Dr. McAvoy is a Professor and Educator in the Department of Environmental Engineering at the University of Cincinnati. Learn more about his work here.
Wireless Distributed Sensor Network for Monitoring Fixture Use in Premise Plumbing Systems
Instantaneous peak water demand is an important consideration when designing the premise plumbing system for a new building, and an improved method of estimating peak indoor water demand has been created. However, the method requires a crucial piece of missing information: an estimate of the peak hour probability of fixture use, otherwise known as the “p-value.”
Dr. Tao Li and Dr. Steven G. Buchberger are developing and testing a low-cost, battery-powered, miniature wireless sensor module for non-invasive detection of flow through pipes in premise plumbing systems. Readings from the sensor network will be analyzed to estimate the peak hour p-values for various fixtures in the premise plumbing system.
This information will provide the basis to apply the new method for estimating peak indoor water demand in new buildings.
Principal investigator Dr. Li is an Associate Professor in the Department of Electrical Engineering and Computer Science at the University of Cincinnati. Read his profile here.
Dr. Buchberger is a Professor in the Department of Civil and Architectural Engineering and Construction Management at the University of Cincinnati. Read his profile here.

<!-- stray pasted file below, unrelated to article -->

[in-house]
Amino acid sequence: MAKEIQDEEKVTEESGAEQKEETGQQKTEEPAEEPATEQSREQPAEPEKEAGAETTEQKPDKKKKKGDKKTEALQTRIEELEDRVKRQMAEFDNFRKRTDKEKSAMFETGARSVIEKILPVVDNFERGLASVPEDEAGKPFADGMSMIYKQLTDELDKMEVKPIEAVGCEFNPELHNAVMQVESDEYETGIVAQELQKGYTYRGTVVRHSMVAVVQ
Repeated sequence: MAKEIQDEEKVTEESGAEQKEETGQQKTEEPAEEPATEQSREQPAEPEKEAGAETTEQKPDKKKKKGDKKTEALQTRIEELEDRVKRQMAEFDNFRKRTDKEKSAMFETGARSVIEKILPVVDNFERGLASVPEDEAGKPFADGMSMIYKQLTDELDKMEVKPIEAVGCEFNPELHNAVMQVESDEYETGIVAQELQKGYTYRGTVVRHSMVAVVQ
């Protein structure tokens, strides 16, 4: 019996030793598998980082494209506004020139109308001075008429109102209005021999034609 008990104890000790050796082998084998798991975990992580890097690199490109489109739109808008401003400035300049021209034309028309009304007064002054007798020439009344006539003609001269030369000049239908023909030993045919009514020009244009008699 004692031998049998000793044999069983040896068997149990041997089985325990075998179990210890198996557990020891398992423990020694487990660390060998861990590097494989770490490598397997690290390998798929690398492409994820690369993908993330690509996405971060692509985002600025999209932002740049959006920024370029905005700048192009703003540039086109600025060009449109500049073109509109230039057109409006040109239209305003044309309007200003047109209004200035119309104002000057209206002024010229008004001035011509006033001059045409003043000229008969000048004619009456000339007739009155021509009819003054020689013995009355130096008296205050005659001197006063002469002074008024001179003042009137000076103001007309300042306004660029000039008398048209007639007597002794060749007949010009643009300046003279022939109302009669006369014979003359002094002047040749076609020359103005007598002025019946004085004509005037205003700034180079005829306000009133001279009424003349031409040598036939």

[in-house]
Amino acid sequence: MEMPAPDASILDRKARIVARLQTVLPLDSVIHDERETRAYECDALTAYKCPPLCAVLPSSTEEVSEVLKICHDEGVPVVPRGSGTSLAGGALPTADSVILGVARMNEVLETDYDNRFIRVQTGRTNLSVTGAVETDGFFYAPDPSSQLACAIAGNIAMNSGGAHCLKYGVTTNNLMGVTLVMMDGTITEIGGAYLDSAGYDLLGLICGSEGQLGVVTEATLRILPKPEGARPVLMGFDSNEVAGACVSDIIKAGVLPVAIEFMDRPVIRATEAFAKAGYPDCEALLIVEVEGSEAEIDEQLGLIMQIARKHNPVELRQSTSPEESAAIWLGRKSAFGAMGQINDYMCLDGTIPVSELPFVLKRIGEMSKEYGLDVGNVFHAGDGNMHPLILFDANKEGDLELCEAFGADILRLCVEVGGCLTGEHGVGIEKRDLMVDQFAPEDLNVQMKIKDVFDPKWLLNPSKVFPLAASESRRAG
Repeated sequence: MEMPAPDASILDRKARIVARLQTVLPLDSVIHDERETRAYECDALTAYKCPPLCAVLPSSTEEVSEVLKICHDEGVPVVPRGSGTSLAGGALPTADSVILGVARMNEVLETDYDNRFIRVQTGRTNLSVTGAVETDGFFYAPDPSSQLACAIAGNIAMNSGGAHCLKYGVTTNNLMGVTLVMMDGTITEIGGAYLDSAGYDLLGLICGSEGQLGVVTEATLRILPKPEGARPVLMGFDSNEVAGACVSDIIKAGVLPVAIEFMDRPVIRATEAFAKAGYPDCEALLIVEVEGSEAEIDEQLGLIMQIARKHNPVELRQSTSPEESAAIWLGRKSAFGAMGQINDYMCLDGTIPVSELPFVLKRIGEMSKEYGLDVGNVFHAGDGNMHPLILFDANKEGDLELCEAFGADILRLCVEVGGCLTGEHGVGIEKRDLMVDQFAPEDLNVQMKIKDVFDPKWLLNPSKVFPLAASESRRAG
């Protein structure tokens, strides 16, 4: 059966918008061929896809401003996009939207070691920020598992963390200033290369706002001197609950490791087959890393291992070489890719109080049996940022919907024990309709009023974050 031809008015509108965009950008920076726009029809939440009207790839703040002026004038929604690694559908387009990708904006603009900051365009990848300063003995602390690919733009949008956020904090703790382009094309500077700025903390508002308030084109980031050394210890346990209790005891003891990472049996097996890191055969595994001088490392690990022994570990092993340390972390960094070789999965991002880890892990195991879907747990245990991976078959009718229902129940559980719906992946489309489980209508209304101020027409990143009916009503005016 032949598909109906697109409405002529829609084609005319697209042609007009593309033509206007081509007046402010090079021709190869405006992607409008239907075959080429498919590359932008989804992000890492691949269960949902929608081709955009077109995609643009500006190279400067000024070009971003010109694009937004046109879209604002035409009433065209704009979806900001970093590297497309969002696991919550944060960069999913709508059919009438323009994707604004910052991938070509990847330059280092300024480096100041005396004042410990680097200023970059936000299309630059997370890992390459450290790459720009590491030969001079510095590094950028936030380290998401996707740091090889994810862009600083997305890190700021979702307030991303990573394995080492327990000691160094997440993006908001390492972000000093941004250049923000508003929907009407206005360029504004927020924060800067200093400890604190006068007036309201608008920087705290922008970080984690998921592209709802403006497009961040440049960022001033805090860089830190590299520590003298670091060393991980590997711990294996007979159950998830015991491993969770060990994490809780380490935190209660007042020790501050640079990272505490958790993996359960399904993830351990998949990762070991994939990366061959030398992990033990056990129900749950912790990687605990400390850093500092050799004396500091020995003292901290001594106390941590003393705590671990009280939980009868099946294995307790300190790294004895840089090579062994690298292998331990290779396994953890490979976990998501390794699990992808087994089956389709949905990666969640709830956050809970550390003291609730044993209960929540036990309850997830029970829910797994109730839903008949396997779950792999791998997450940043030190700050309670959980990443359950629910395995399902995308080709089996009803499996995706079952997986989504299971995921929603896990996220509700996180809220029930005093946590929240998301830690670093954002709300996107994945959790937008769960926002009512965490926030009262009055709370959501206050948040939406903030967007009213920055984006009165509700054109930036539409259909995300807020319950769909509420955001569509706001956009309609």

Quantifying water flow pathway redistribution under agricultural drainage
Artificial tile drainage is used in much of Ohio and the Midwest to increase crop production on soils that are naturally poorly drained. However, tile outlets are channels for nutrient-rich water to enter local waterways contributing to anoxic conditions and, in extreme cases, harmful algal blooms (HAB).
Dr. Kennedy Doro, Dr. Steve Lyon, and Mr. Sam Miller plan to characterize the impact of subsurface tile drainage and drainage water management (DWM) on nutrient loading to freshwater systems. Understanding the total net impact agricultural drainage and DWM have on nutrient export via all flow pathways leaving farm fields will help characterize the hydrological responses and estimate nutrient loads.
Subsequent groundwater and tile outlet monitoring, combined with nutrient concentration sampling, will allow for improved management of nutrient loads at the watershed scale.
Principal investigator Dr. Doro is an Assistant Professor in the Department of Environmental Sciences at the University of Toledo. Read his profile here.
Dr. Lyon is an Associate Professor in the School of Environment and Natural Resources at The Ohio State University. Read his profile here.
Mr. Miller is a Postdoctoral Scholar in the School of Environment and Natural Resources at The Ohio State University.
Cyanotoxin biodegradation: An in-plant solution to microcystins in water treatment residuals
The toxins produced by cyanobacteria during harmful algal blooms (HAB) present a large and increasing problem in Ohio and the world. To protect public and environmental health, HAB cyanobacteria and their toxins must be managed comprehensively from drinking water treatment plant intakes (inputs) to residuals and finished water (outputs).
Dr. Natalie Hull is focusing on accurately analyzing and optimizing the biodegradation of microcystins in residuals to levels suitable for land application.
The results from the research will inform best practices for quantifying cyanotoxins in residuals and will inform utilities of a biodegradation strategy to manage HAB residuals sustainably to minimize risk to humans and the environment.
Dr. Hull is an Assistant Professor in the Department of Civil, Environmental, and Geodetic Engineering at The Ohio State University. Read her profile here.